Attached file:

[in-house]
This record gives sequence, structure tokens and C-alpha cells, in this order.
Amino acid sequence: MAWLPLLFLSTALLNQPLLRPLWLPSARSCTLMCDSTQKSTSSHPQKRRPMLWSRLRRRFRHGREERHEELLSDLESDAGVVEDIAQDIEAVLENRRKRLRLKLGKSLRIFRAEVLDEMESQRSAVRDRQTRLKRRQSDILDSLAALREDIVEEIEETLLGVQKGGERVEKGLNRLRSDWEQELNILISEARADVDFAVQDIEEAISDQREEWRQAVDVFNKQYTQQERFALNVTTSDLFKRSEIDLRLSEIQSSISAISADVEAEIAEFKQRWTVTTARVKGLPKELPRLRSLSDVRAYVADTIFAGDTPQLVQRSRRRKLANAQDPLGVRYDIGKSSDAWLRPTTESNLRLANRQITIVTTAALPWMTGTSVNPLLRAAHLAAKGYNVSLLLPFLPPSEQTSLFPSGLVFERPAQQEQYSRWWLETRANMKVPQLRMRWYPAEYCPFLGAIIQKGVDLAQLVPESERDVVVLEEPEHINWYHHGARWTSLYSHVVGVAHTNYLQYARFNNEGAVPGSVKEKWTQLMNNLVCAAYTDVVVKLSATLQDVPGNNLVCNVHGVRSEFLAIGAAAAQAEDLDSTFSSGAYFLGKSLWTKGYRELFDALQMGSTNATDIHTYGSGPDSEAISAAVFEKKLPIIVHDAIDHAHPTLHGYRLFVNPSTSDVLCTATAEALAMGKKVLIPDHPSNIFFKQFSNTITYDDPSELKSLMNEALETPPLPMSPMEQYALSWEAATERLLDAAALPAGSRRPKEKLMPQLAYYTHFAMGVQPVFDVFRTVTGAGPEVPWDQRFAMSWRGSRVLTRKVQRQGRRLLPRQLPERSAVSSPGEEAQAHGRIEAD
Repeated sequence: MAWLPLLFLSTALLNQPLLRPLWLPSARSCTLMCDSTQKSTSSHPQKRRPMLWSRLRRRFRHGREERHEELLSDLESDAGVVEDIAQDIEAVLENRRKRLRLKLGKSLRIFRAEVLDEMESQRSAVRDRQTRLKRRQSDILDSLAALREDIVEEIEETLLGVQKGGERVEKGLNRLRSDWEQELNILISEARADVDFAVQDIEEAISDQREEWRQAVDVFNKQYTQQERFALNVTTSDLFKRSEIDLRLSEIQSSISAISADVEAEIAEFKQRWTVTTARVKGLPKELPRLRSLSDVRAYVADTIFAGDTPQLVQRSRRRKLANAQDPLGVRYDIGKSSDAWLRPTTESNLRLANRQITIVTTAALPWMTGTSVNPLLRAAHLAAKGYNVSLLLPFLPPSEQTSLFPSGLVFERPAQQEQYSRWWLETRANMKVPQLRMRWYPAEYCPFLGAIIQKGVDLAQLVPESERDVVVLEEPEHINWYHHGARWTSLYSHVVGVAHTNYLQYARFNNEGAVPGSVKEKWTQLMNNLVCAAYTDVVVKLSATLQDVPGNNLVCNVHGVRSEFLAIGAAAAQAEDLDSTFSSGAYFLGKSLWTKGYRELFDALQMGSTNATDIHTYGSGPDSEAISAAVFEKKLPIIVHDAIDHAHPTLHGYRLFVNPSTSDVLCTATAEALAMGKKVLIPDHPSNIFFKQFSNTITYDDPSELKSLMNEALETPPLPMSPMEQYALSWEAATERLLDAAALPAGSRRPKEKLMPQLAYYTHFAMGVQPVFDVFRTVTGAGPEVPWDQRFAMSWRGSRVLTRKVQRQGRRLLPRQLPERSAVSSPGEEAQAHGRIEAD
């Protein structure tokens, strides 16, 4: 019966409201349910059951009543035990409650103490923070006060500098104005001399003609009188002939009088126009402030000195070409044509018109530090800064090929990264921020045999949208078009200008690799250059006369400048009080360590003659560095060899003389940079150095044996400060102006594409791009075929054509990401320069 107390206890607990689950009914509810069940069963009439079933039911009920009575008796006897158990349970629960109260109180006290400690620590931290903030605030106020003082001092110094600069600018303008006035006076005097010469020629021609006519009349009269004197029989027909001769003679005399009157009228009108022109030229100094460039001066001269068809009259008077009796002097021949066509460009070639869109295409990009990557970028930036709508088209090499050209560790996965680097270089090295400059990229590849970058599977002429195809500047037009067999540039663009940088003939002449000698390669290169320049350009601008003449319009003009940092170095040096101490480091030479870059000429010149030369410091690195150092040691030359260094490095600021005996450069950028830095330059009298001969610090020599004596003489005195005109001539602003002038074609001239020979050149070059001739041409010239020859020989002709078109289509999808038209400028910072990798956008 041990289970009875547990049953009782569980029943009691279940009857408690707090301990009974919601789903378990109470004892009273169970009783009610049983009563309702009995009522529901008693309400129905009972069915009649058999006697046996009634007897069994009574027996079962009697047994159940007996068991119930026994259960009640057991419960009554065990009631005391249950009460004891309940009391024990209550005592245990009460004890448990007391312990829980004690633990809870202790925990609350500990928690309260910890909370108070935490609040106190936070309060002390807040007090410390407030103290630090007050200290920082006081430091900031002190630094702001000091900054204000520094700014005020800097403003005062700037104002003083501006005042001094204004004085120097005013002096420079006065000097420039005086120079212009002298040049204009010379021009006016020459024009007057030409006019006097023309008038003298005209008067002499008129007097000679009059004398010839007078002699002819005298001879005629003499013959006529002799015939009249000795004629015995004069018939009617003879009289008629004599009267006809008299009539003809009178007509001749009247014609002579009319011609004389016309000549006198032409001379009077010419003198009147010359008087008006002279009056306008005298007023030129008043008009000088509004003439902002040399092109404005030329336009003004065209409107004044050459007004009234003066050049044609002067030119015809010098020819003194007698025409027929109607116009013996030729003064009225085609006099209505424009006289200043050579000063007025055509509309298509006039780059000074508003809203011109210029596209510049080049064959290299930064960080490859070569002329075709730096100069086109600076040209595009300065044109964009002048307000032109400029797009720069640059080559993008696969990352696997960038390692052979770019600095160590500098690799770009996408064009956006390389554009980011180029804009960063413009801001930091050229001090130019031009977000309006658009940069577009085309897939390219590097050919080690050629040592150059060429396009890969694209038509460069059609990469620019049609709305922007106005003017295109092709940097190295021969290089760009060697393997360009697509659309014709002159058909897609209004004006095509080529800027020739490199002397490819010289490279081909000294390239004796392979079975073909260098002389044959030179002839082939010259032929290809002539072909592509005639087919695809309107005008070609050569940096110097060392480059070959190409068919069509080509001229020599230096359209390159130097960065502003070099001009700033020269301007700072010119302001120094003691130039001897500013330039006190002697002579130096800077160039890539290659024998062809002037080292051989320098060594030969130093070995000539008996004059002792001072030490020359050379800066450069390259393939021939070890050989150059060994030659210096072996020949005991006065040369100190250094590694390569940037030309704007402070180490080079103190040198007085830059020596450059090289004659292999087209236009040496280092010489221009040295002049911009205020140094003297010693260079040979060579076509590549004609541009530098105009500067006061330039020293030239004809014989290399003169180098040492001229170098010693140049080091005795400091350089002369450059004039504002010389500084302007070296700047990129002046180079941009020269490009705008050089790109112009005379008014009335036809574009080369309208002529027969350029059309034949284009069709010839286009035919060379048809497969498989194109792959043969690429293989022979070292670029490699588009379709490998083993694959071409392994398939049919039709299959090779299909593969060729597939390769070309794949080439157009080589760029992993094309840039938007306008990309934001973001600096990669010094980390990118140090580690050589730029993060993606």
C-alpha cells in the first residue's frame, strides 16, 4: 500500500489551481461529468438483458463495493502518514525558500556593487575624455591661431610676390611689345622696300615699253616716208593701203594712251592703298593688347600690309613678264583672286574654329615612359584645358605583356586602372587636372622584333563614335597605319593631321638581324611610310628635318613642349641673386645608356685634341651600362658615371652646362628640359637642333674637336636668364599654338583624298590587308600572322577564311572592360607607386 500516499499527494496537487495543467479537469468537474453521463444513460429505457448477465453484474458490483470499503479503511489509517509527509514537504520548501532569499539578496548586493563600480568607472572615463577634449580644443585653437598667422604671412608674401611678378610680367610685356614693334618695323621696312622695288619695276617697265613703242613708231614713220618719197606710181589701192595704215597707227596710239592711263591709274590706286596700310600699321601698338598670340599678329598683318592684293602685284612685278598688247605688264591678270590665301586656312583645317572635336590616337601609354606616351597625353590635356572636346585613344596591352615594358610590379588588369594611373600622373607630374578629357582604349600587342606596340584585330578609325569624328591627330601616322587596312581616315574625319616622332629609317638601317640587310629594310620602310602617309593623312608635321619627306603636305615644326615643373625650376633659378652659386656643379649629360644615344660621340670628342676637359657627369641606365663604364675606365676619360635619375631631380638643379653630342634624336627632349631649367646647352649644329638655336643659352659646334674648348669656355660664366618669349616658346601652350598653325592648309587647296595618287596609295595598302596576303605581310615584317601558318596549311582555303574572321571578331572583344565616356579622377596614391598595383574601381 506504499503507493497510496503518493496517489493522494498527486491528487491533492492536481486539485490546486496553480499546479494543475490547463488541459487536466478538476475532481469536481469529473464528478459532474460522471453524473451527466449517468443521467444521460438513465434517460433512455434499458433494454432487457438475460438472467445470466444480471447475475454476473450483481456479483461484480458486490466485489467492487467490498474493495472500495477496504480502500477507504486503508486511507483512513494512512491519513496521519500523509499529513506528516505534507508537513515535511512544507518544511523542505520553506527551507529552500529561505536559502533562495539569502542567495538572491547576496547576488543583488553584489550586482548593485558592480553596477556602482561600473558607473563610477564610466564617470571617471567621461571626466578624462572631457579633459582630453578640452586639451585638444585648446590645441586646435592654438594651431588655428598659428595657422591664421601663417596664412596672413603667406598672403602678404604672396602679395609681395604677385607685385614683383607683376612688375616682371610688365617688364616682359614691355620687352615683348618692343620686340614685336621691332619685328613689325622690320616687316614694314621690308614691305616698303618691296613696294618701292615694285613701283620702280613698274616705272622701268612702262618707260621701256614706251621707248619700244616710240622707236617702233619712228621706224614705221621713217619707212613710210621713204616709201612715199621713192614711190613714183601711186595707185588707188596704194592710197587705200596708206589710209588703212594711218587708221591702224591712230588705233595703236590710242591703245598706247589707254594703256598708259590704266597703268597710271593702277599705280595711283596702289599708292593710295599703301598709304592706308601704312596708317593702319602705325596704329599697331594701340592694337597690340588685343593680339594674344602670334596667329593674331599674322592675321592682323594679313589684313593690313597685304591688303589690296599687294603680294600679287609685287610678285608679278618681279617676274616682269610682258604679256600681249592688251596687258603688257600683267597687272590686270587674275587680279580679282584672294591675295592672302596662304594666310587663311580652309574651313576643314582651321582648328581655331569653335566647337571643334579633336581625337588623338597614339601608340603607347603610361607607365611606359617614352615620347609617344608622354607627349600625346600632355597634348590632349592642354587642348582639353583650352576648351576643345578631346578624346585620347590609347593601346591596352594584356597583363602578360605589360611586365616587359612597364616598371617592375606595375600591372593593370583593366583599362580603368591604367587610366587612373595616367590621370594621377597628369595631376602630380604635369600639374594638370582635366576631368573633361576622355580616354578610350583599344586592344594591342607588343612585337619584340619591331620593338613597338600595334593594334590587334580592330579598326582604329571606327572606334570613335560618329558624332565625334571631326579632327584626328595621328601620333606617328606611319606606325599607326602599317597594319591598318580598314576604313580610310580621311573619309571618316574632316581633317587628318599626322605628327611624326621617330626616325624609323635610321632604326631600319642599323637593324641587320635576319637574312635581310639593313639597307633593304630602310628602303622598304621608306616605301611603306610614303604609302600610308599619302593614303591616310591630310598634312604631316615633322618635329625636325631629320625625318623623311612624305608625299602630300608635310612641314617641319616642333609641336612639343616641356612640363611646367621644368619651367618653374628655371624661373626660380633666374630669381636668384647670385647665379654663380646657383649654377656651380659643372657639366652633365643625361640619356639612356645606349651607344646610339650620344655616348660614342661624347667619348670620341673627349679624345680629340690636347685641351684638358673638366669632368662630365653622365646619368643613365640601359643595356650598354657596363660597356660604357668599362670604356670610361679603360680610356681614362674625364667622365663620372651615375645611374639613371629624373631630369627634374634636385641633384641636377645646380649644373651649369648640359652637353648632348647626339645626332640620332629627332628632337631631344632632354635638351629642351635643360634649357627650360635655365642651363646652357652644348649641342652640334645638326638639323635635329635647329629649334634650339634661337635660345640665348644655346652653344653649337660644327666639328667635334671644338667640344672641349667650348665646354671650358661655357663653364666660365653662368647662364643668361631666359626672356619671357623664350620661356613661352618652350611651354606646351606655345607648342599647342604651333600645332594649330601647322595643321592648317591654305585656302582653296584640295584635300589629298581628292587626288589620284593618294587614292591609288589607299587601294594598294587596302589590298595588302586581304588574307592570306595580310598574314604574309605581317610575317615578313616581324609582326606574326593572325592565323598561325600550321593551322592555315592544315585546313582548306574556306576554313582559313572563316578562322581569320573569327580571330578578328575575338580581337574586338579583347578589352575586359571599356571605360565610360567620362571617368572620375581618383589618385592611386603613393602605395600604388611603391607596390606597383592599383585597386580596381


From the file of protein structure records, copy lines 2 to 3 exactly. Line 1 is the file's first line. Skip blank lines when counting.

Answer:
This record gives sequence, structure tokens and C-alpha cells, in this order.
Amino acid sequence: MAWLPLLFLSTALLNQPLLRPLWLPSARSCTLMCDSTQKSTSSHPQKRRPMLWSRLRRRFRHGREERHEELLSDLESDAGVVEDIAQDIEAVLENRRKRLRLKLGKSLRIFRAEVLDEMESQRSAVRDRQTRLKRRQSDILDSLAALREDIVEEIEETLLGVQKGGERVEKGLNRLRSDWEQELNILISEARADVDFAVQDIEEAISDQREEWRQAVDVFNKQYTQQERFALNVTTSDLFKRSEIDLRLSEIQSSISAISADVEAEIAEFKQRWTVTTARVKGLPKELPRLRSLSDVRAYVADTIFAGDTPQLVQRSRRRKLANAQDPLGVRYDIGKSSDAWLRPTTESNLRLANRQITIVTTAALPWMTGTSVNPLLRAAHLAAKGYNVSLLLPFLPPSEQTSLFPSGLVFERPAQQEQYSRWWLETRANMKVPQLRMRWYPAEYCPFLGAIIQKGVDLAQLVPESERDVVVLEEPEHINWYHHGARWTSLYSHVVGVAHTNYLQYARFNNEGAVPGSVKEKWTQLMNNLVCAAYTDVVVKLSATLQDVPGNNLVCNVHGVRSEFLAIGAAAAQAEDLDSTFSSGAYFLGKSLWTKGYRELFDALQMGSTNATDIHTYGSGPDSEAISAAVFEKKLPIIVHDAIDHAHPTLHGYRLFVNPSTSDVLCTATAEALAMGKKVLIPDHPSNIFFKQFSNTITYDDPSELKSLMNEALETPPLPMSPMEQYALSWEAATERLLDAAALPAGSRRPKEKLMPQLAYYTHFAMGVQPVFDVFRTVTGAGPEVPWDQRFAMSWRGSRVLTRKVQRQGRRLLPRQLPERSAVSSPGEEAQAHGRIEAD